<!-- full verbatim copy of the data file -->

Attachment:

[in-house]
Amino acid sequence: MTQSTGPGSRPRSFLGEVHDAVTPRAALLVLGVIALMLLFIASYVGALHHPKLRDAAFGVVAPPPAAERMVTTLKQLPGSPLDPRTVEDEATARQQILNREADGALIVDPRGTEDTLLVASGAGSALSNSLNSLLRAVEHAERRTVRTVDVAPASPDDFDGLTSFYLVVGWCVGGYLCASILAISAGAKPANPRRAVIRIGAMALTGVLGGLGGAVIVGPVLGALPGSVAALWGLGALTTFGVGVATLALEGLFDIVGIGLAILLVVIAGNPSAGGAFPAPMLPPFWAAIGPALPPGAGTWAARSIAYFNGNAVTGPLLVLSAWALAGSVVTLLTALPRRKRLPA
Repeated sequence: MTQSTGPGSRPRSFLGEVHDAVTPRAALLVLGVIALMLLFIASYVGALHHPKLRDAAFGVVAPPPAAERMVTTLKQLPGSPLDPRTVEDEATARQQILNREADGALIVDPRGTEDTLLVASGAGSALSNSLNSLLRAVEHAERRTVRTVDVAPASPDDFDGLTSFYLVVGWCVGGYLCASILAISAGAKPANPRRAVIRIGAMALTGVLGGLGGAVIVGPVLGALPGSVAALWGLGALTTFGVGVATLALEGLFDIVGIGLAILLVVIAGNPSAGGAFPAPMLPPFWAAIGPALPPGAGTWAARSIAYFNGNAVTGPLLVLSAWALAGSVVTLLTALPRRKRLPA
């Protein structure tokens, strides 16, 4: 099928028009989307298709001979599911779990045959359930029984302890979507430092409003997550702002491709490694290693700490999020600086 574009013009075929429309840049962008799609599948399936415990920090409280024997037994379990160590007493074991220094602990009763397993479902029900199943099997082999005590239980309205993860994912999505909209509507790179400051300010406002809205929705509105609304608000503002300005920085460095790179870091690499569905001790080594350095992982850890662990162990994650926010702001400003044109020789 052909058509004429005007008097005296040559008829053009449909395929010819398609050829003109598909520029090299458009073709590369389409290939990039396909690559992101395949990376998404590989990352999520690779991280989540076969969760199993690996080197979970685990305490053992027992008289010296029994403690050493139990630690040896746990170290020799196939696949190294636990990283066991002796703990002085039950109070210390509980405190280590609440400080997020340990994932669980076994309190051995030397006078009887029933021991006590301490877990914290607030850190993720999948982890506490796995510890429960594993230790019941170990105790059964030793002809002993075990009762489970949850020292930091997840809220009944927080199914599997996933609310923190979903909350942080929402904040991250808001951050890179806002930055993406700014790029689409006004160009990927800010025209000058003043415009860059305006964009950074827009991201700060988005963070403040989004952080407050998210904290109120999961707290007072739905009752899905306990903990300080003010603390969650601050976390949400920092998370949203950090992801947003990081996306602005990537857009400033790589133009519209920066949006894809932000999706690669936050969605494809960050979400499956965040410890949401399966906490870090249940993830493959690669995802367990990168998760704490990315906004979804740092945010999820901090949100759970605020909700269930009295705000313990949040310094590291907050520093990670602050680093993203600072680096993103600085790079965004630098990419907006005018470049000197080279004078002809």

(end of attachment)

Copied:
[in-house]
Amino acid sequence: MTQSTGPGSRPRSFLGEVHDAVTPRAALLVLGVIALMLLFIASYVGALHHPKLRDAAFGVVAPPPAAERMVTTLKQLPGSPLDPRTVEDEATARQQILNREADGALIVDPRGTEDTLLVASGAGSALSNSLNSLLRAVEHAERRTVRTVDVAPASPDDFDGLTSFYLVVGWCVGGYLCASILAISAGAKPANPRRAVIRIGAMALTGVLGGLGGAVIVGPVLGALPGSVAALWGLGALTTFGVGVATLALEGLFDIVGIGLAILLVVIAGNPSAGGAFPAPMLPPFWAAIGPALPPGAGTWAARSIAYFNGNAVTGPLLVLSAWALAGSVVTLLTALPRRKRLPA
Repeated sequence: MTQSTGPGSRPRSFLGEVHDAVTPRAALLVLGVIALMLLFIASYVGALHHPKLRDAAFGVVAPPPAAERMVTTLKQLPGSPLDPRTVEDEATARQQILNREADGALIVDPRGTEDTLLVASGAGSALSNSLNSLLRAVEHAERRTVRTVDVAPASPDDFDGLTSFYLVVGWCVGGYLCASILAISAGAKPANPRRAVIRIGAMALTGVLGGLGGAVIVGPVLGALPGSVAALWGLGALTTFGVGVATLALEGLFDIVGIGLAILLVVIAGNPSAGGAFPAPMLPPFWAAIGPALPPGAGTWAARSIAYFNGNAVTGPLLVLSAWALAGSVVTLLTALPRRKRLPA
């Protein structure tokens, strides 16, 4: 099928028009989307298709001979599911779990045959359930029984302890979507430092409003997550702002491709490694290693700490999020600086 574009013009075929429309840049962008799609599948399936415990920090409280024997037994379990160590007493074991220094602990009763397993479902029900199943099997082999005590239980309205993860994912999505909209509507790179400051300010406002809205929705509105609304608000503002300005920085460095790179870091690499569905001790080594350095992982850890662990162990994650926010702001400003044109020789 052909058509004429005007008097005296040559008829053009449909395929010819398609050829003109598909520029090299458009073709590369389409290939990039396909690559992101395949990376998404590989990352999520690779991280989540076969969760199993690996080197979970685990305490053992027992008289010296029994403690050493139990630690040896746990170290020799196939696949190294636990990283066991002796703990002085039950109070210390509980405190280590609440400080997020340990994932669980076994309190051995030397006078009887029933021991006590301490877990914290607030850190993720999948982890506490796995510890429960594993230790019941170990105790059964030793002809002993075990009762489970949850020292930091997840809220009944927080199914599997996933609310923190979903909350942080929402904040991250808001951050890179806002930055993406700014790029689409006004160009990927800010025209000058003043415009860059305006964009950074827009991201700060988005963070403040989004952080407050998210904290109120999961707290007072739905009752899905306990903990300080003010603390969650601050976390949400920092998370949203950090992801947003990081996306602005990537857009400033790589133009519209920066949006894809932000999706690669936050969605494809960050979400499956965040410890949401399966906490870090249940993830493959690669995802367990990168998760704490990315906004979804740092945010999820901090949100759970605020909700269930009295705000313990949040310094590291907050520093990670602050680093993203600072680096993103600085790079965004630098990419907006005018470049000197080279004078002809």